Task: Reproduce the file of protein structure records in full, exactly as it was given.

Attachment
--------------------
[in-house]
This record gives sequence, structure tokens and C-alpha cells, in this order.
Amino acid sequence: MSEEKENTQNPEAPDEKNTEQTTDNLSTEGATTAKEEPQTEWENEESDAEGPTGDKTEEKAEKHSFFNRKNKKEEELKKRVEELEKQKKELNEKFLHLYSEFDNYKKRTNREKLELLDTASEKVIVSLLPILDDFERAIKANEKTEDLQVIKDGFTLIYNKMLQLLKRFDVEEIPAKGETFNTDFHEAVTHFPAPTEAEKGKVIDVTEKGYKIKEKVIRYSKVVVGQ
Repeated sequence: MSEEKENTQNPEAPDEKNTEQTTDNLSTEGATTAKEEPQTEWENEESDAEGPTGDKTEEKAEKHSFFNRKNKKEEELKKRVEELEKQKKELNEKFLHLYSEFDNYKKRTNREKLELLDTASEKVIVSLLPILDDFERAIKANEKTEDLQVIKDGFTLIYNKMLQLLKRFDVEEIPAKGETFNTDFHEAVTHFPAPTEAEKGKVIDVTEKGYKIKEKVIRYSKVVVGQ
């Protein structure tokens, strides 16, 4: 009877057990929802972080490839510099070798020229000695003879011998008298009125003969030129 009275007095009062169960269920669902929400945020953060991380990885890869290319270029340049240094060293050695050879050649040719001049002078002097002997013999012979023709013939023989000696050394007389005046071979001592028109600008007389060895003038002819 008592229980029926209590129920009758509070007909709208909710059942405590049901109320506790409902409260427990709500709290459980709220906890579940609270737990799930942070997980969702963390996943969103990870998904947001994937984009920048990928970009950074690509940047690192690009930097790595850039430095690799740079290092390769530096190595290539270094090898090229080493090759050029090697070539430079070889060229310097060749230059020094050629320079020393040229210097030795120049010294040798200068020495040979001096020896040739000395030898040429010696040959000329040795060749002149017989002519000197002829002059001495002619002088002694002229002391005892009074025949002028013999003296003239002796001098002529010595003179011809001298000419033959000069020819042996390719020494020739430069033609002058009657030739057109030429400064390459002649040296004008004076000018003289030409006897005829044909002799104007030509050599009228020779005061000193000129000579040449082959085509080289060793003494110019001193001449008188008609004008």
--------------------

[in-house]
This record gives sequence, structure tokens and C-alpha cells, in this order.
Amino acid sequence: MSEEKENTQNPEAPDEKNTEQTTDNLSTEGATTAKEEPQTEWENEESDAEGPTGDKTEEKAEKHSFFNRKNKKEEELKKRVEELEKQKKELNEKFLHLYSEFDNYKKRTNREKLELLDTASEKVIVSLLPILDDFERAIKANEKTEDLQVIKDGFTLIYNKMLQLLKRFDVEEIPAKGETFNTDFHEAVTHFPAPTEAEKGKVIDVTEKGYKIKEKVIRYSKVVVGQ
Repeated sequence: MSEEKENTQNPEAPDEKNTEQTTDNLSTEGATTAKEEPQTEWENEESDAEGPTGDKTEEKAEKHSFFNRKNKKEEELKKRVEELEKQKKELNEKFLHLYSEFDNYKKRTNREKLELLDTASEKVIVSLLPILDDFERAIKANEKTEDLQVIKDGFTLIYNKMLQLLKRFDVEEIPAKGETFNTDFHEAVTHFPAPTEAEKGKVIDVTEKGYKIKEKVIRYSKVVVGQ
């Protein structure tokens, strides 16, 4: 009877057990929802972080490839510099070798020229000695003879011998008298009125003969030129 009275007095009062169960269920669902929400945020953060991380990885890869290319270029340049240094060293050695050879050649040719001049002078002097002997013999012979023709013939023989000696050394007389005046071979001592028109600008007389060895003038002819 008592229980029926209590129920009758509070007909709208909710059942405590049901109320506790409902409260427990709500709290459980709220906890579940609270737990799930942070997980969702963390996943969103990870998904947001994937984009920048990928970009950074690509940047690192690009930097790595850039430095690799740079290092390769530096190595290539270094090898090229080493090759050029090697070539430079070889060229310097060749230059020094050629320079020393040229210097030795120049010294040798200068020495040979001096020896040739000395030898040429010696040959000329040795060749002149017989002519000197002829002059001495002619002088002694002229002391005892009074025949002028013999003296003239002796001098002529010595003179011809001298000419033959000069020819042996390719020494020739430069033609002058009657030739057109030429400064390459002649040296004008004076000018003289030409006897005829044909002799104007030509050599009228020779005061000193000129000579040449082959085509080289060793003494110019001193001449008188008609004008």